Civility First Discussion: How to disagree politically and stay friends

— Created June 7, 2023 by Kathy Reed

By Kathy Reed

It is possible to vehemently disagree with someone and still remain friends.

That is the point of a free public discussion Saturday from 6 to 8 p.m. at the Coupeville Recreation Hall, 901 NW Alexander Street. This event is presented by the nonprofit organization, Civility First, and will feature Washington’s Lt. Gov. Denny Heck and state Sen. Ron Muzzall. The moderator will be retired communications director Kenneth Harvey.

“Lt. Gov. Heck and Sen. Muzzall are in a book club together,” described Sandi Peterson, president of Civility First and a founding board member. “They’re going to talk about how you can be impassioned about a subject or a piece of legislation but still remain polite, civil and listen to one another.”

Photos Courtesy Civility First
Washington’s Lt. Gov. Denny Heck (D), above, and Sen. Ron Muzzall (R), are the guests of honor Saturday evening for a Civility First discussion of how to disagree and stay friends. The free event will be held from 6 to 8 p.m. at the Coupeville Rec Hall.

Peterson said Heck, a Democrat, and Muzzall, a Republican, are a great example of how it’s alright to have differing opinions and still listen to another’s viewpoint.

“From a Civility First perspective, this is so important,” she said. “Because when people are calling other people names and pounding their fists, nobody listens. All they’re doing is expressing. Where the real work happens is when people can sit down with curiosity and listen to the other person’s point of view. That’s where you can look for commonalities and hope the other person will listen to your point of view, because you’ve listened to theirs.”

Civility First, which began five years ago, is no stranger to bringing people of differing opinions together. The organization holds “Bridging Our Differences” workshops the third Saturday of every month.

“We teach some basic skills and then open up the floor and ask people what they’d like help with,” described Peterson. “People walk away telling us they’ve never thought of doing it that way, or have never taken the time to consider the other person’s point of view before. People are really getting into it. They’re walking away with a gift.”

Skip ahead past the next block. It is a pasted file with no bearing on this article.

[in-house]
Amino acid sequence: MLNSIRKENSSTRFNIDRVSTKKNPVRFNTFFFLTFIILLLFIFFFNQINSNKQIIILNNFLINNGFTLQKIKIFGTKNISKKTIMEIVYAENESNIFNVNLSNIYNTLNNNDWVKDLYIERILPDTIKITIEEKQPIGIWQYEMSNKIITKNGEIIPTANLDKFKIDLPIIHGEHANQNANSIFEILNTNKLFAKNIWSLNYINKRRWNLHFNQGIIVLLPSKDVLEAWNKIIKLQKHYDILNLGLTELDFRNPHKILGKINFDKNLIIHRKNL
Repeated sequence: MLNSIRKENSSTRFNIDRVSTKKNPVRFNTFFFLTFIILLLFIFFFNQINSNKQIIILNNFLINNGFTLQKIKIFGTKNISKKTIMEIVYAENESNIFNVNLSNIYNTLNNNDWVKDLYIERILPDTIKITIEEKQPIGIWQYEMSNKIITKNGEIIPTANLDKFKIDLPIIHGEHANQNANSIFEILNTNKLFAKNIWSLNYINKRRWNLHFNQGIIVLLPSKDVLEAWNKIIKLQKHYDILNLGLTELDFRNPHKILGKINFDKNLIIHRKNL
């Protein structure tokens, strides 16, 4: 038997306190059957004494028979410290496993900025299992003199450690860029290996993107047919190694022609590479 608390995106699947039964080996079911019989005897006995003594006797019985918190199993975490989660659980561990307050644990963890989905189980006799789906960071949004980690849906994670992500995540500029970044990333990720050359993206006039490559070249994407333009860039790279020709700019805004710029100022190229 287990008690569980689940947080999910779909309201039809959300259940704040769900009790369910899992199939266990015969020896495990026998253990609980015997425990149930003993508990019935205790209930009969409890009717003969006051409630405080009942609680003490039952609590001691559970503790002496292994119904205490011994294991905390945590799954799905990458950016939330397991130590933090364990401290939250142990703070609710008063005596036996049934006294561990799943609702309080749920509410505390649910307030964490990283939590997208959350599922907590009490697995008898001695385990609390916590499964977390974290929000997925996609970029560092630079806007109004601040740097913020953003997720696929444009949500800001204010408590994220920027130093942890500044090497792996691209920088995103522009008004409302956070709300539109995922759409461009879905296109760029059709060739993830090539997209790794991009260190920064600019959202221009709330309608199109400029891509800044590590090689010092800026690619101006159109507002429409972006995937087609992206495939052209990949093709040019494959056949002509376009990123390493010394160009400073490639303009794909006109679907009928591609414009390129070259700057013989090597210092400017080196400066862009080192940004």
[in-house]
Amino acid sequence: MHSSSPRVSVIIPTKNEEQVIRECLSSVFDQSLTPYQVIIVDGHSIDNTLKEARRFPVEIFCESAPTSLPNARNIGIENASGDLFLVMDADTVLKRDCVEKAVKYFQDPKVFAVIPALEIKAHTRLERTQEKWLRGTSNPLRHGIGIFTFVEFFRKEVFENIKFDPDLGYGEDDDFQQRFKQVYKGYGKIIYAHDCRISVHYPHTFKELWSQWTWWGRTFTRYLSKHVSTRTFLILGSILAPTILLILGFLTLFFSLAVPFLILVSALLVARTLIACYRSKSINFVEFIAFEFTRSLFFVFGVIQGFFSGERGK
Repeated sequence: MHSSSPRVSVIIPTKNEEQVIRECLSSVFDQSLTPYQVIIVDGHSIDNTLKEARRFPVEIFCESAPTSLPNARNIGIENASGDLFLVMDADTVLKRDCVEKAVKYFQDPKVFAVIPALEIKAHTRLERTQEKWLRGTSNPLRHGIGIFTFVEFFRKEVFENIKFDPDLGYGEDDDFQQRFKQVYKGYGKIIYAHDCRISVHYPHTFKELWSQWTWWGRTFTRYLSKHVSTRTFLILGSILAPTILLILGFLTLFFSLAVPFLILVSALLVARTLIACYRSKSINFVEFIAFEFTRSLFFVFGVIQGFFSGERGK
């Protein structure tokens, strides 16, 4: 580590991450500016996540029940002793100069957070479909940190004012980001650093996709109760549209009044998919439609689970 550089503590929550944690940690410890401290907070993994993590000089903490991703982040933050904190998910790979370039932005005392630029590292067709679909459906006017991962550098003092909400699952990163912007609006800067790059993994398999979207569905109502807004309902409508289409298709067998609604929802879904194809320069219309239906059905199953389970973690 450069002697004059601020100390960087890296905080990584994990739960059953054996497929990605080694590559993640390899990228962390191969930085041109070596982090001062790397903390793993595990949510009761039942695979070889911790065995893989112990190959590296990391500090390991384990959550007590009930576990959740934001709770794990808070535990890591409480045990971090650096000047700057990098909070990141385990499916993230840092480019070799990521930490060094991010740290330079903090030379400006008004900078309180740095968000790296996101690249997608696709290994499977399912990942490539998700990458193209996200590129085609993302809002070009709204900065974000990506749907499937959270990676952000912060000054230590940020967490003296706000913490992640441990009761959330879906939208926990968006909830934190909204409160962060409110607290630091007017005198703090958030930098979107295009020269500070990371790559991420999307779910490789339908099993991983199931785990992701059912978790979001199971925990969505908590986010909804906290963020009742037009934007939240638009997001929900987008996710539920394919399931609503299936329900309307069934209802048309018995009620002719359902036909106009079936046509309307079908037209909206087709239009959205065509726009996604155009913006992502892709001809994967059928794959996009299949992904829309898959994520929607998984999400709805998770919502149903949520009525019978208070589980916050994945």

Each October, which is also known as Civility Month, the organization brings together a republican and a democrat to sit down and talk about how they can reach across the aisle to better work together. Saturday’s event is a bonus one, and Peterson said she thinks these conversations are making an impact.

 “I do see it more in Olympia, especially because Lt. Gov. Heck is the president of the senate and he makes sure people follow the rules,” she said. “It’s okay to disagree vehemently, but there’s no name calling. It never hurts to watch people practice. It’s an art. It’s a skill.”

Civility First is not aimed solely at learning how to address political differences. These are skills Peterson said can be used to help personal communication issues as well.

“It can be applied on a personal level every single day,” she said. “You’ve got to know which conversations are worth having and which to put aside. We’re not teaching people how to walk up to someone on the street who’s sharing a different opinion. It’s more about how to be okay with your neighbor, family member or fellow church member; it’s okay to disagree and still be friends.”

There are currently 600 people who have signed the Civility First pledge. Anyone interested in learning more or who would like to get involved can learn more at

“I think everybody benefits from giving us a shot,” said Peterson. “Let us know how we can help; we’ll talk to anybody who wants us to. I love it. I think it’s really important work. It brings hope that what we’re doing will leave some sort of legacy.”